Human capital development is a fundamental need that has to be fulfilled for there to be growth and innovation in any sector. Education, training, learning and development are the building blocks of our progress as an industry, and we are fortunate to have realized this in the early stages of the development of the Islamic banking and finance industry. This is evidenced by the growing number of education and training service providers across the globe, which is not just confined to Muslim-majority markets. In this article, DR AMAT TAAP MANSHOR assesses the human capital industry.
The UK is a leading provider in education for the industry, seeing a healthy mix of professional and academic courses. As of 2013, there were 477 education service providers globally, and 1,363 published research papers on Islamic finance (according to the BIBF Knowledge Indicator). The number of education providers are expected to breach the 1,000 mark in 2016 (Yurizk), in tandem with market expansion.
Review of 2015
As we near the end of 2015, there have been several significant strides in the development of human capital for the industry. Aside from the growing number of courses and certificates being introduced into the market, there has been more emphasis on the need for leadership development and skill-building within Islamic finance circles. Widespread media coverage on this issue alone is testament enough to the increasing awareness for proper structures to be placed around efforts to build a competent workforce to serve the industry, while industry and academia are making a concerted effort to come together and seek solutions to solve the human capital gap.
One of the more resonant catchphrases for 2015 with regards to human capital development in Islamic finance was the need to address the ‘talent mismatch’. The talent mismatch in this sense refers to the disparity in skillsets between what is required by the market, and the skills that fresh Islamic finance graduates currently possess. This was further highlighted by the ostensibly rising number of unemployed graduates in Islamic finance who are said to be unable to gain employment within the sector.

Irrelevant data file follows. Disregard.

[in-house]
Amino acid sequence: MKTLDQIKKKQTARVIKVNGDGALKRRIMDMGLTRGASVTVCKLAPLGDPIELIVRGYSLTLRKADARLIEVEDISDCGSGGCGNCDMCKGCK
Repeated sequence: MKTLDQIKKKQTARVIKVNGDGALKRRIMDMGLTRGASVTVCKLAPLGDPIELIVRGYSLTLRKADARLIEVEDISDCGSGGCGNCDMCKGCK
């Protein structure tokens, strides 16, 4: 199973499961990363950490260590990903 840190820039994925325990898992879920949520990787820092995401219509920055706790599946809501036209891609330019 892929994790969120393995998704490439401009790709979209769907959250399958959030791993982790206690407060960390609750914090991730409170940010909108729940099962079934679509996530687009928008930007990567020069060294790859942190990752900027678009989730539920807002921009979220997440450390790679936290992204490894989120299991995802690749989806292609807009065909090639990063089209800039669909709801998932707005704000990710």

A cursory glance at the sector, however, will tell you that the Islamic finance industry is in dire need of talent. According to reports by the Malaysia International Islamic Financial Center and Kuwait Finance House Research, the industry will require up to one million skilled individuals to enter the workforce by the year 2020. This makes perfect sense, as the growth of Islamic banking assets across the six core markets of Malaysia, Indonesia, Qatar, Saudi Arabia and the UAE alone are expected to touch US$1.8 trillion by the year 2019, boosting the need for talent to support growth across core sectors.
Why then, despite demand very much exceeding supply, are there still unemployed graduates in this field? Industry players will tell you that these graduates lack many basic skills, such as critical thinking and strategic planning, technical knowledge and practical experience, as well as product development (according to the FAA Talent Development Survey 2014). And until these issues are addressed in a structured and timely manner, this ‘talent mismatch’ will continue to be a hindrance to any meaningful progress in the human capital space.